Carolina tops the list with 20 first-round picks in the past 20 years. The Tar Heels have three national championships (advantage: Duke), including two in the past six years, and nine trips to the Final Four since 1991. After two short-term head coaches, UNC has found a mainstay in Roy Williams to maintain the rich tradition of Carolina Basketball that Dean Smith established long ago. North Carolina’s roll call of first-rounders: Rick Fox, Hubert Davis, Rasheed Wallace, Jerry Stackhouse, Vince Carter, Antawn Jamison, Ty Lawson, Tyler Hansbrough and Raymond Felton, among others. It’s clear that when it comes to college talent
in the NBA, Tobacco Road is a good place to start.

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“March Madness” is a lot like “Black Friday” – we use it every year at the same time without really knowing where it came from. So while we have a couple of days to catch our breath between rounds, we decided to bring in the man who can best give us the history behind the phrase: iconic play-by-play man Brent Musburger. Here are five things you probably didn’t know about “March Madness.”

No. 1: Brent didn’t make it up, but he did make it famous.



“I worked locally in Chicago,” Musburger says, “first as a writer for the Chicago Daily News and then as a broadcaster. First time I saw the term ‘March Madness,’ it was print, in an ad for a car dealer. It was referring to the Illinois high school basketball tournament. [Ed. Note: the term originally comes from a magazine writer describing the high school tournament in 1939: "A little March madness may complement and contribute to sanity and help keep society on an even keel.”] When we got the rights to the NCAA tournament in 1982, it was something that seemed appropriate to say.”

No. 2: Brent’s turn of phrase led to a lawsuit.



The Illinois High School Association tried to trademark “March Madness” in 1989. Then, in 1996, the IHSA sued the NCAA in an effort to stop one of its corporate partners from using the term on a CD-ROM game. Eventually, the two sides reached a compromise: the IHSA can use the phrase on the high school level, and the NCAA gets the college tournament.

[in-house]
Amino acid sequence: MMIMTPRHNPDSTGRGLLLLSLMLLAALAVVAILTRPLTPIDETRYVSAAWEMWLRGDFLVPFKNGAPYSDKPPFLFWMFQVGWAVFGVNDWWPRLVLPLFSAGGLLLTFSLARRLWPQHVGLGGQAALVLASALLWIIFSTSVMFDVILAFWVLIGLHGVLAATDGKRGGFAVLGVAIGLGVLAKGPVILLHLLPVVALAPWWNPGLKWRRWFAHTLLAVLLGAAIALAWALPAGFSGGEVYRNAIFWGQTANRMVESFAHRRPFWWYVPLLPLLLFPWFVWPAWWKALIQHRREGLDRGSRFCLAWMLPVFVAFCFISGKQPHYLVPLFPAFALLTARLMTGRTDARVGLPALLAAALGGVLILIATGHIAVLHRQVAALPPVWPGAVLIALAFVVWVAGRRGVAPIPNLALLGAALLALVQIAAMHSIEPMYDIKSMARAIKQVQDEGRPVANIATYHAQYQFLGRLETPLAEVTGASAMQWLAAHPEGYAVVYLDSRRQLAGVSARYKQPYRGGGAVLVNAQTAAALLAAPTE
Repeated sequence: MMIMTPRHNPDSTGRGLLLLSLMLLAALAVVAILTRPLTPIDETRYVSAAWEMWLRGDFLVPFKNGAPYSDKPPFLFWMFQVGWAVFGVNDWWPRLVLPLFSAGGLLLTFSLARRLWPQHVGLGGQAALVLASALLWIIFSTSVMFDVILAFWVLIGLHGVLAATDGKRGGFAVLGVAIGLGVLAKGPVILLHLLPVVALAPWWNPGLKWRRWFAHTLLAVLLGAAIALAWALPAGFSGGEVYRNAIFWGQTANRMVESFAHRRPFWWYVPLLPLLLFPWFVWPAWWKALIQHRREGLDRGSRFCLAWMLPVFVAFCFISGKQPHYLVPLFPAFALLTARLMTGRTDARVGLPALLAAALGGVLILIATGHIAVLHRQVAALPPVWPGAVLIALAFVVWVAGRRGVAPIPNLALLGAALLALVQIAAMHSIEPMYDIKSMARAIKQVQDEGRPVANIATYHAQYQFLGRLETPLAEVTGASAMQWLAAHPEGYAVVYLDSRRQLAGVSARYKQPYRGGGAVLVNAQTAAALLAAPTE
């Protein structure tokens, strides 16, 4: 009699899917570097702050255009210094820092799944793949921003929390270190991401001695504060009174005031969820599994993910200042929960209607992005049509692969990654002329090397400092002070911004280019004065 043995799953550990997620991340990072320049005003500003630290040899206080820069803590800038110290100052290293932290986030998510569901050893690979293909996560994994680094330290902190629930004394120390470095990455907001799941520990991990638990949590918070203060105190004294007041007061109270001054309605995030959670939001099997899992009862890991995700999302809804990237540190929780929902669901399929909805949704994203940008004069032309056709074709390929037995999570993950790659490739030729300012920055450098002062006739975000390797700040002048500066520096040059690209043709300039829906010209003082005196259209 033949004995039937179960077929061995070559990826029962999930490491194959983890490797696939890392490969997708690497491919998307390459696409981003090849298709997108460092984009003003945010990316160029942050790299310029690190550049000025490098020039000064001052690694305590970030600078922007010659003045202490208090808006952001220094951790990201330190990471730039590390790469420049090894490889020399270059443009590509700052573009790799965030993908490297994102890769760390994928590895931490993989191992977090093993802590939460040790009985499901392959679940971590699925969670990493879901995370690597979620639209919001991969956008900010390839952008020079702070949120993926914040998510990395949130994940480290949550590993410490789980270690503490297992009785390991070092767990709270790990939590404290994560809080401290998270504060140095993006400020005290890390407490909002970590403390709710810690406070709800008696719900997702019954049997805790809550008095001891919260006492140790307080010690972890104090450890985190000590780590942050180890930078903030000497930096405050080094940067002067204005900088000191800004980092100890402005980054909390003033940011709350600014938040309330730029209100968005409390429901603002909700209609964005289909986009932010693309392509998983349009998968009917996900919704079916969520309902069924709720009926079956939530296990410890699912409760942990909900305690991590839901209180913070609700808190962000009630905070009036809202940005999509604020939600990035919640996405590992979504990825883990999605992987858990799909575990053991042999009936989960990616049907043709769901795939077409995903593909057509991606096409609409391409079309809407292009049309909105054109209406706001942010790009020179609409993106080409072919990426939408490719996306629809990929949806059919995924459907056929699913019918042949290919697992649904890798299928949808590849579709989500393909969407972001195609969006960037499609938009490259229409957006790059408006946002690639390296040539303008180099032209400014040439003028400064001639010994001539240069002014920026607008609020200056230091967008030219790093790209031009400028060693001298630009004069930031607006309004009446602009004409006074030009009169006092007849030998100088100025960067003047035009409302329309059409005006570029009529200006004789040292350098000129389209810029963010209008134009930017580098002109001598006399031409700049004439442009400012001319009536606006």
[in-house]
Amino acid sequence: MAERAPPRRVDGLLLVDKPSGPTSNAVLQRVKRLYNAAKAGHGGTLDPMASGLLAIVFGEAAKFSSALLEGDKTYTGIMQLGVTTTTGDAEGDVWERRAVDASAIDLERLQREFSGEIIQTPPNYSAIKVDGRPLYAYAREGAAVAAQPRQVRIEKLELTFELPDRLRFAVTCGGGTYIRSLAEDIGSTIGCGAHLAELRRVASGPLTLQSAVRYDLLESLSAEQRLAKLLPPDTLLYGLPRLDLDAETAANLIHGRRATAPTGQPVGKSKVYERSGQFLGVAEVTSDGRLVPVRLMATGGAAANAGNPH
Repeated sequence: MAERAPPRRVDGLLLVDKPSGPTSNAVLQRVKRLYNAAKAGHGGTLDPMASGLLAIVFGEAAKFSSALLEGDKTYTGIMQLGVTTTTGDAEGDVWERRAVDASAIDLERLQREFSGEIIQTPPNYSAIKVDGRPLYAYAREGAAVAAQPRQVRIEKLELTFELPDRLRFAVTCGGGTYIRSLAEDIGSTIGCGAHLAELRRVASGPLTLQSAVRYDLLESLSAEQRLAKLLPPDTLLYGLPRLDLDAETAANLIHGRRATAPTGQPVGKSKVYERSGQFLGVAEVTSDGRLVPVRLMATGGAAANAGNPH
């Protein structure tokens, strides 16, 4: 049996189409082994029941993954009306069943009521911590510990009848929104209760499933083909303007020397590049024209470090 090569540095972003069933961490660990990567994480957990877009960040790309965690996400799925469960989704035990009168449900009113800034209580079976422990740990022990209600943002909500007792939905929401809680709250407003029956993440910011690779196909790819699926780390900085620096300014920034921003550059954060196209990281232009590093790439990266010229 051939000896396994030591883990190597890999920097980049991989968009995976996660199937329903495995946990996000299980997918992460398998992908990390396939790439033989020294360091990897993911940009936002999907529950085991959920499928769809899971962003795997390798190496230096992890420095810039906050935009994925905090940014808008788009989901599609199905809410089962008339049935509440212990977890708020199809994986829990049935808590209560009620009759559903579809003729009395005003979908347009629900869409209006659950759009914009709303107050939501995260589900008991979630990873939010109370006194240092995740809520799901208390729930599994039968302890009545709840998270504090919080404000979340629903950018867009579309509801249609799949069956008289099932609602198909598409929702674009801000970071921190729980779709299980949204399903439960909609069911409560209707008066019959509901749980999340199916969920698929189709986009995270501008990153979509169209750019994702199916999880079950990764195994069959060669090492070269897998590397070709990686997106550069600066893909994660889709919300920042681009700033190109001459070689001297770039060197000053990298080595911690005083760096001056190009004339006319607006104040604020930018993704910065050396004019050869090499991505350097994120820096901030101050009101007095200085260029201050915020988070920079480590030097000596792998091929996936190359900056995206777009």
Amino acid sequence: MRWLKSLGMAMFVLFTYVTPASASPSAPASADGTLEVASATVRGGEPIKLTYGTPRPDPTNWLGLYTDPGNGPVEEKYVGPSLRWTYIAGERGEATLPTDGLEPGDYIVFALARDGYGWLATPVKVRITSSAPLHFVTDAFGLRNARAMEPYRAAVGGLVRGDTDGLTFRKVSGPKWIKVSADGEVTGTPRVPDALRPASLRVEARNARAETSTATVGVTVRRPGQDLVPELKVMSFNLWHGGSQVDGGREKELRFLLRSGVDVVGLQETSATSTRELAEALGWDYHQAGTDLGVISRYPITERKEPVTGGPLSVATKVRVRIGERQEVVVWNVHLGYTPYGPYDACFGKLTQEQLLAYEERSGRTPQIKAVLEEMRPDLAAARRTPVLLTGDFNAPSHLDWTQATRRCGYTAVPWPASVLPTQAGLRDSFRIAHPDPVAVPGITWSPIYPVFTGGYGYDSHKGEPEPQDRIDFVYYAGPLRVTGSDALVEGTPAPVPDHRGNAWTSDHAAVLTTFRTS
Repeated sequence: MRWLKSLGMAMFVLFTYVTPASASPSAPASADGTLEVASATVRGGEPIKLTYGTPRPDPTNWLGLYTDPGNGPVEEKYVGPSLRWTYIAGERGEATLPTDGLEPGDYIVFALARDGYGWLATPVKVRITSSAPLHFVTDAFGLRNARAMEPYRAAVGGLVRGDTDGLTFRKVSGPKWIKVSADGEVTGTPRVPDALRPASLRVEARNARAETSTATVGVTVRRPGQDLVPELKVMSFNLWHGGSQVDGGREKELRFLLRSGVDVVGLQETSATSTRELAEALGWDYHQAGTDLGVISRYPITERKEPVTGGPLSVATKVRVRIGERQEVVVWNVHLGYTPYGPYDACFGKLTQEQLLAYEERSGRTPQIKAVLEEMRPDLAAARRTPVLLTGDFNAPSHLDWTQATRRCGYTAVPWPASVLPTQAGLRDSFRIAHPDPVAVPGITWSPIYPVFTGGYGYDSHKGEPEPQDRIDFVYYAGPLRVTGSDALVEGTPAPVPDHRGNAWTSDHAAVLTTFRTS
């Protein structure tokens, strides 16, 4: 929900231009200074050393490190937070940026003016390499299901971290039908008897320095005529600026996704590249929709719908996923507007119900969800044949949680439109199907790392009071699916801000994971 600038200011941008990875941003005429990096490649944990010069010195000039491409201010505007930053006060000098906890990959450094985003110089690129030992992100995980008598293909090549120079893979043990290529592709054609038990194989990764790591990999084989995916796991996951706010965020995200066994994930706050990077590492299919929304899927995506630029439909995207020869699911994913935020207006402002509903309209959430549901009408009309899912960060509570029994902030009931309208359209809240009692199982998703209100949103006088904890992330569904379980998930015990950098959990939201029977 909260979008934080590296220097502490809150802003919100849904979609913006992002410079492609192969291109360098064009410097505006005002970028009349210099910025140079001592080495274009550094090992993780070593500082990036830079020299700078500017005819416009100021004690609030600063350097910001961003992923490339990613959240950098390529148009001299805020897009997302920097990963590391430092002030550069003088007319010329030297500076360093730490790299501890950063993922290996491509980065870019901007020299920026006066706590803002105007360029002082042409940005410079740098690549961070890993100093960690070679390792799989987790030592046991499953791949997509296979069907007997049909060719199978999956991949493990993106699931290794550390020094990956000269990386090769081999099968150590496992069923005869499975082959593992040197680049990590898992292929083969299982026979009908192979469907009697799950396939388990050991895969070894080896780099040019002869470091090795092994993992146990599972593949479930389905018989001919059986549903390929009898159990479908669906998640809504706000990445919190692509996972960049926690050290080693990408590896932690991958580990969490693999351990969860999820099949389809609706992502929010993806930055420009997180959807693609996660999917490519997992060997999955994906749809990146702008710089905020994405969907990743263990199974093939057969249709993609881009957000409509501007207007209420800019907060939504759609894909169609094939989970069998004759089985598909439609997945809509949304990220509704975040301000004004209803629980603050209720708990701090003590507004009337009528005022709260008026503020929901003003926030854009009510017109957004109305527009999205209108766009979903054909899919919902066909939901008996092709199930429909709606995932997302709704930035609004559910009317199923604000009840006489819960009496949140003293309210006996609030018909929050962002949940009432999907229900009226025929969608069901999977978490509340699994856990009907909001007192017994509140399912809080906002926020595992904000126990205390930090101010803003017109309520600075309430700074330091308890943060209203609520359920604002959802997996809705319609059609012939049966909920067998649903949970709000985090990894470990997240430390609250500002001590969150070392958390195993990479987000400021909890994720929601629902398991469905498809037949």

“However,” Musburger says, “Every year, in any bracket pool I play, I call my team Musburger’s March Madness. And I defy the NCAA to come after me.”

No. 3: Brent doesn’t revel in his contribution to society. Really.



“I just thought it was a catchy phrase that described what was happening with all these teams,” Musburger says. “Then everyone was using it. I didn’t consciously think about it at the time. It was one of those nights where chaos rules, controversy, upsets … it never changes. The Madness part is the fabric of the tournament. That’s what makes it a beautiful event. I don’t sit around and think about it. I just thought at the time it fit.”

No. 4: That said, Brent doesn’t want the term – or the tournament – to get shoved aside.



There has been some talk about pushing the tournament back. After all, the BCS Championship is now more than a week after the traditional Jan. 1 date for big bowl games. Musburger doesn’t want the Big Dance moved, so he’s hoping his phrase can be a firewall. “The term is so identified,” he says, “that they would have a hard time pushing it out of March. I don’t think April Madness has the same ring.”

No. 5: Sorry, Brent did not coin the phrase “Final Four.”



That honor goes to another sportswriter, Ed Chay of the Cleveland Plain Dealer, who wrote in 1975 that Marquette was “one of the final four” the year before. The NCAA ran with it. However, Brent has another phrase!

“Actually I do,” he says. “I tried it this year at the BCS Championship game – ‘Playing for all the Tostitos.’ So far it has not caught on."